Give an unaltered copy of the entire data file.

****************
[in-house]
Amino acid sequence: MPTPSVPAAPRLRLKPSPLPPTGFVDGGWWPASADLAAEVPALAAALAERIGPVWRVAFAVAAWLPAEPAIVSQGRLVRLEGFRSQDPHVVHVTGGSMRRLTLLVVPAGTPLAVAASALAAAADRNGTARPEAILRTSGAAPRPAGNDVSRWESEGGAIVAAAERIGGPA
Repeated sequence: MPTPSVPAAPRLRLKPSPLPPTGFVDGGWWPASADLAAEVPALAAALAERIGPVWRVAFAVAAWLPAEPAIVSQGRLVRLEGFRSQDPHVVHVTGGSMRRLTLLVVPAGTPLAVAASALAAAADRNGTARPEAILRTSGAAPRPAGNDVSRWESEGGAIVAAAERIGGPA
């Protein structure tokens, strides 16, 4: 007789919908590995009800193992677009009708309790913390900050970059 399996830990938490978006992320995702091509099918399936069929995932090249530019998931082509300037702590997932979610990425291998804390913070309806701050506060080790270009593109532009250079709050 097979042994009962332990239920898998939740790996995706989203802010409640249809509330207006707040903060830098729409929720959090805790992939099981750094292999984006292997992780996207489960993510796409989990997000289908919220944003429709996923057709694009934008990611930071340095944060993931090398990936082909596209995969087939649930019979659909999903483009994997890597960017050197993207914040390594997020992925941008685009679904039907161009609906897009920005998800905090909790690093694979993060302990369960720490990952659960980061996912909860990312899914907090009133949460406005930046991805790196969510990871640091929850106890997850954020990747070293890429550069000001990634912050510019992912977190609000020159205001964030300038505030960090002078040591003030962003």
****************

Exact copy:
[in-house]
Amino acid sequence: MPTPSVPAAPRLRLKPSPLPPTGFVDGGWWPASADLAAEVPALAAALAERIGPVWRVAFAVAAWLPAEPAIVSQGRLVRLEGFRSQDPHVVHVTGGSMRRLTLLVVPAGTPLAVAASALAAAADRNGTARPEAILRTSGAAPRPAGNDVSRWESEGGAIVAAAERIGGPA
Repeated sequence: MPTPSVPAAPRLRLKPSPLPPTGFVDGGWWPASADLAAEVPALAAALAERIGPVWRVAFAVAAWLPAEPAIVSQGRLVRLEGFRSQDPHVVHVTGGSMRRLTLLVVPAGTPLAVAASALAAAADRNGTARPEAILRTSGAAPRPAGNDVSRWESEGGAIVAAAERIGGPA
């Protein structure tokens, strides 16, 4: 007789919908590995009800193992677009009708309790913390900050970059 399996830990938490978006992320995702091509099918399936069929995932090249530019998931082509300037702590997932979610990425291998804390913070309806701050506060080790270009593109532009250079709050 097979042994009962332990239920898998939740790996995706989203802010409640249809509330207006707040903060830098729409929720959090805790992939099981750094292999984006292997992780996207489960993510796409989990997000289908919220944003429709996923057709694009934008990611930071340095944060993931090398990936082909596209995969087939649930019979659909999903483009994997890597960017050197993207914040390594997020992925941008685009679904039907161009609906897009920005998800905090909790690093694979993060302990369960720490990952659960980061996912909860990312899914907090009133949460406005930046991805790196969510990871640091929850106890997850954020990747070293890429550069000001990634912050510019992912977190609000020159205001964030300038505030960090002078040591003030962003």